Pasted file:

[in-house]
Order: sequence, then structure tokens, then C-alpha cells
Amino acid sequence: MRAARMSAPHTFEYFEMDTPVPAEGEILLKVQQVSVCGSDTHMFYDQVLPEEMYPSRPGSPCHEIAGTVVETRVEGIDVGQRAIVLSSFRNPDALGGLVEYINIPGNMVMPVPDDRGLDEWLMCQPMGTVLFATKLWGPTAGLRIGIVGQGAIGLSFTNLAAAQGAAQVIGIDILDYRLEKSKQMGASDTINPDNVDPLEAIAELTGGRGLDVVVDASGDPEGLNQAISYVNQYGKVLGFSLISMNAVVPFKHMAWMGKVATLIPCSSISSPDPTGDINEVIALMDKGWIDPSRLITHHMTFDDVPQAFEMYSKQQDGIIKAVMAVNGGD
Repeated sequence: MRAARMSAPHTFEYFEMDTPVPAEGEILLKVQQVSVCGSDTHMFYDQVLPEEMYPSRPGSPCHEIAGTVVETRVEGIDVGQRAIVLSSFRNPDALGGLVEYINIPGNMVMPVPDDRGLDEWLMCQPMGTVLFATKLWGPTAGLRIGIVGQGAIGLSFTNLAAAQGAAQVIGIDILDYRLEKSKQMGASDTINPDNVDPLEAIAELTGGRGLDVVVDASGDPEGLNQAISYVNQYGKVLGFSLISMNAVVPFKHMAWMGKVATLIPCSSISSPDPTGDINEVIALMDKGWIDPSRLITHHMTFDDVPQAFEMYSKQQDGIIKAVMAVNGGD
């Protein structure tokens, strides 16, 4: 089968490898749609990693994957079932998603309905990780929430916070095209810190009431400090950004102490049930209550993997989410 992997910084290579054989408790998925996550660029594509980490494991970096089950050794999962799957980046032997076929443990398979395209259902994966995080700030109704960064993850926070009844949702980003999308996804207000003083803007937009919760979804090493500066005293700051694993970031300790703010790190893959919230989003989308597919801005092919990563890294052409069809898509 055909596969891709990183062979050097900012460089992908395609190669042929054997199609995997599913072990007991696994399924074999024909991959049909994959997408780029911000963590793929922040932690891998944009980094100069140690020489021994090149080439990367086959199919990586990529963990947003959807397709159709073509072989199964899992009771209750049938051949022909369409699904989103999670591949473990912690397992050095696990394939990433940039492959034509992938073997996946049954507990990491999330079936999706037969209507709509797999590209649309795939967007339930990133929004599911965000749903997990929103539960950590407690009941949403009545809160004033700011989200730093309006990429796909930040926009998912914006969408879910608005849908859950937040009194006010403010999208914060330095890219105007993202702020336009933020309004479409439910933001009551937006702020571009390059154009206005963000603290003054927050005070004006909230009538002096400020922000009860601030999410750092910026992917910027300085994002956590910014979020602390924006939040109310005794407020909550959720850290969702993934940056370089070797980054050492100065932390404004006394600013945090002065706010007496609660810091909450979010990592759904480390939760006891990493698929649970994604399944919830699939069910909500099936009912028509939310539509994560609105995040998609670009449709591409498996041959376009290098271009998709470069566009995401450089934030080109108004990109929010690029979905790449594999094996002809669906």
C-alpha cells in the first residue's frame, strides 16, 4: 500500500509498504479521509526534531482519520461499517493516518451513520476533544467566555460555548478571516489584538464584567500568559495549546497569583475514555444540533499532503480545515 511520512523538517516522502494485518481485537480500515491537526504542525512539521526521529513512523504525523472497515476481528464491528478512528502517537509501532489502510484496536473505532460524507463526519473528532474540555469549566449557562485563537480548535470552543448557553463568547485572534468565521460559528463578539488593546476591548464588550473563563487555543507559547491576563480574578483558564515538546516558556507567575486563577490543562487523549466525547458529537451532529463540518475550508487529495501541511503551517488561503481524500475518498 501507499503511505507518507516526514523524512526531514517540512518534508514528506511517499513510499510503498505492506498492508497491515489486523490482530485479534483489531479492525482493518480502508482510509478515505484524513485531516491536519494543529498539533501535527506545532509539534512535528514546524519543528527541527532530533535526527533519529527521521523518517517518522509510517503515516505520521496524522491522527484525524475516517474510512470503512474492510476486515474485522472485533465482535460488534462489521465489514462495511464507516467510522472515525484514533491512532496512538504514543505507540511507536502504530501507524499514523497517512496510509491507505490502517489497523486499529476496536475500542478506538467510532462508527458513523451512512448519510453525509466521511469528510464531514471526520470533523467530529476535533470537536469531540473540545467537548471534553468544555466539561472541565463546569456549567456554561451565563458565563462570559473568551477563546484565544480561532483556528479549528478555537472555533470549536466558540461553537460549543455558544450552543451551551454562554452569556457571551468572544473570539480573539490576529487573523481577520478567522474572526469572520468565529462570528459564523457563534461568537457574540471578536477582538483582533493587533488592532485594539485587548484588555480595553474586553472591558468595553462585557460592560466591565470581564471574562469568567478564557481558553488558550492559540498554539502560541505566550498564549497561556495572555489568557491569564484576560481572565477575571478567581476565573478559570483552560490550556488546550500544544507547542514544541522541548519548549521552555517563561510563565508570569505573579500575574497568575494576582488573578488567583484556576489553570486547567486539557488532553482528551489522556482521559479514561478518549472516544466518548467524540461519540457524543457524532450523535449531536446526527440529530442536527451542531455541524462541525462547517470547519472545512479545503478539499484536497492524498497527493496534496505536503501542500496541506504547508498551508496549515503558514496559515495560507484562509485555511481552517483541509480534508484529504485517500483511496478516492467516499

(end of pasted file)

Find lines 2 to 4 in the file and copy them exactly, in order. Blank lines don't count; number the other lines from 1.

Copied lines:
Order: sequence, then structure tokens, then C-alpha cells
Amino acid sequence: MRAARMSAPHTFEYFEMDTPVPAEGEILLKVQQVSVCGSDTHMFYDQVLPEEMYPSRPGSPCHEIAGTVVETRVEGIDVGQRAIVLSSFRNPDALGGLVEYINIPGNMVMPVPDDRGLDEWLMCQPMGTVLFATKLWGPTAGLRIGIVGQGAIGLSFTNLAAAQGAAQVIGIDILDYRLEKSKQMGASDTINPDNVDPLEAIAELTGGRGLDVVVDASGDPEGLNQAISYVNQYGKVLGFSLISMNAVVPFKHMAWMGKVATLIPCSSISSPDPTGDINEVIALMDKGWIDPSRLITHHMTFDDVPQAFEMYSKQQDGIIKAVMAVNGGD
Repeated sequence: MRAARMSAPHTFEYFEMDTPVPAEGEILLKVQQVSVCGSDTHMFYDQVLPEEMYPSRPGSPCHEIAGTVVETRVEGIDVGQRAIVLSSFRNPDALGGLVEYINIPGNMVMPVPDDRGLDEWLMCQPMGTVLFATKLWGPTAGLRIGIVGQGAIGLSFTNLAAAQGAAQVIGIDILDYRLEKSKQMGASDTINPDNVDPLEAIAELTGGRGLDVVVDASGDPEGLNQAISYVNQYGKVLGFSLISMNAVVPFKHMAWMGKVATLIPCSSISSPDPTGDINEVIALMDKGWIDPSRLITHHMTFDDVPQAFEMYSKQQDGIIKAVMAVNGGD